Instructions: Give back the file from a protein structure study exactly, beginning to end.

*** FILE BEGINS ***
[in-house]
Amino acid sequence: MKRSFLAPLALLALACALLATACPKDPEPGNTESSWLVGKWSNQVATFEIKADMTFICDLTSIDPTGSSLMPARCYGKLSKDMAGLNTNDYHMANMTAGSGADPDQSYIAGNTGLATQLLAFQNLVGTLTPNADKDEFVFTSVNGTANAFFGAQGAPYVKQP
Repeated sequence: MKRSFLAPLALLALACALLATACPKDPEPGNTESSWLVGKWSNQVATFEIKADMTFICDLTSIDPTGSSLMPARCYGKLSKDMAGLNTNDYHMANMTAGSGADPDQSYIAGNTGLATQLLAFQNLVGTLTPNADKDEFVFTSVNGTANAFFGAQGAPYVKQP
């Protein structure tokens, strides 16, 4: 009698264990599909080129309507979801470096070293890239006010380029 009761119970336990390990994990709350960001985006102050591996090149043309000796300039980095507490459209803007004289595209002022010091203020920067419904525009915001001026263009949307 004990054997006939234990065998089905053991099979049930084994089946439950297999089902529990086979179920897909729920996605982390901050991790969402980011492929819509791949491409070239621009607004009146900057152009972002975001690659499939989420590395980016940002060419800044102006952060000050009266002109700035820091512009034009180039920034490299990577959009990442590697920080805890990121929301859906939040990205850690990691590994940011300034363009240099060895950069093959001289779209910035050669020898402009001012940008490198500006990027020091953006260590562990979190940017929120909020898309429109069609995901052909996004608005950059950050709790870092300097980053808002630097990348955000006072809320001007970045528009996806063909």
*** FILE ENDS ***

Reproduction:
[in-house]
Amino acid sequence: MKRSFLAPLALLALACALLATACPKDPEPGNTESSWLVGKWSNQVATFEIKADMTFICDLTSIDPTGSSLMPARCYGKLSKDMAGLNTNDYHMANMTAGSGADPDQSYIAGNTGLATQLLAFQNLVGTLTPNADKDEFVFTSVNGTANAFFGAQGAPYVKQP
Repeated sequence: MKRSFLAPLALLALACALLATACPKDPEPGNTESSWLVGKWSNQVATFEIKADMTFICDLTSIDPTGSSLMPARCYGKLSKDMAGLNTNDYHMANMTAGSGADPDQSYIAGNTGLATQLLAFQNLVGTLTPNADKDEFVFTSVNGTANAFFGAQGAPYVKQP
């Protein structure tokens, strides 16, 4: 009698264990599909080129309507979801470096070293890239006010380029 009761119970336990390990994990709350960001985006102050591996090149043309000796300039980095507490459209803007004289595209002022010091203020920067419904525009915001001026263009949307 004990054997006939234990065998089905053991099979049930084994089946439950297999089902529990086979179920897909729920996605982390901050991790969402980011492929819509791949491409070239621009607004009146900057152009972002975001690659499939989420590395980016940002060419800044102006952060000050009266002109700035820091512009034009180039920034490299990577959009990442590697920080805890990121929301859906939040990205850690990691590994940011300034363009240099060895950069093959001289779209910035050669020898402009001012940008490198500006990027020091953006260590562990979190940017929120909020898309429109069609995901052909996004608005950059950050709790870092300097980053808002630097990348955000006072809320001007970045528009996806063909």